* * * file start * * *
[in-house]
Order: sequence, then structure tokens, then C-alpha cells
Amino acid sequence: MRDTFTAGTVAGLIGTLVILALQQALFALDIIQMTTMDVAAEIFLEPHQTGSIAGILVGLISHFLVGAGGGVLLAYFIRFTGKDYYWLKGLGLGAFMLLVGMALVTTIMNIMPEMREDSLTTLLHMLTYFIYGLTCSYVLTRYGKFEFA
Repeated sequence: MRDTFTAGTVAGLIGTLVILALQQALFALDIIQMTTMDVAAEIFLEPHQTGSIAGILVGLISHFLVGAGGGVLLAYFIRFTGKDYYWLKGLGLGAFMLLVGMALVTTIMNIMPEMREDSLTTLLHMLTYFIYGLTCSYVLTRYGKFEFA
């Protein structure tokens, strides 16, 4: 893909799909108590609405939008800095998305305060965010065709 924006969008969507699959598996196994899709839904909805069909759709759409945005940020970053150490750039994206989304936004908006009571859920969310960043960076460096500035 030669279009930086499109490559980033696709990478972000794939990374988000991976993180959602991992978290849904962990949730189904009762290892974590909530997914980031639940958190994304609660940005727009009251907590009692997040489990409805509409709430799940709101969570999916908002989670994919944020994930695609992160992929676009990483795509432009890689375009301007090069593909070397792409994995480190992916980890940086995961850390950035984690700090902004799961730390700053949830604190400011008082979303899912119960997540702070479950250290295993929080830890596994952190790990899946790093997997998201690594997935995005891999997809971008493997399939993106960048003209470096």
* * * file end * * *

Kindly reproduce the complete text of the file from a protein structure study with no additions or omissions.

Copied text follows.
[in-house]
Order: sequence, then structure tokens, then C-alpha cells
Amino acid sequence: MRDTFTAGTVAGLIGTLVILALQQALFALDIIQMTTMDVAAEIFLEPHQTGSIAGILVGLISHFLVGAGGGVLLAYFIRFTGKDYYWLKGLGLGAFMLLVGMALVTTIMNIMPEMREDSLTTLLHMLTYFIYGLTCSYVLTRYGKFEFA
Repeated sequence: MRDTFTAGTVAGLIGTLVILALQQALFALDIIQMTTMDVAAEIFLEPHQTGSIAGILVGLISHFLVGAGGGVLLAYFIRFTGKDYYWLKGLGLGAFMLLVGMALVTTIMNIMPEMREDSLTTLLHMLTYFIYGLTCSYVLTRYGKFEFA
């Protein structure tokens, strides 16, 4: 893909799909108590609405939008800095998305305060965010065709 924006969008969507699959598996196994899709839904909805069909759709759409945005940020970053150490750039994206989304936004908006009571859920969310960043960076460096500035 030669279009930086499109490559980033696709990478972000794939990374988000991976993180959602991992978290849904962990949730189904009762290892974590909530997914980031639940958190994304609660940005727009009251907590009692997040489990409805509409709430799940709101969570999916908002989670994919944020994930695609992160992929676009990483795509432009890689375009301007090069593909070397792409994995480190992916980890940086995961850390950035984690700090902004799961730390700053949830604190400011008082979303899912119960997540702070479950250290295993929080830890596994952190790990899946790093997997998201690594997935995005891999997809971008493997399939993106960048003209470096």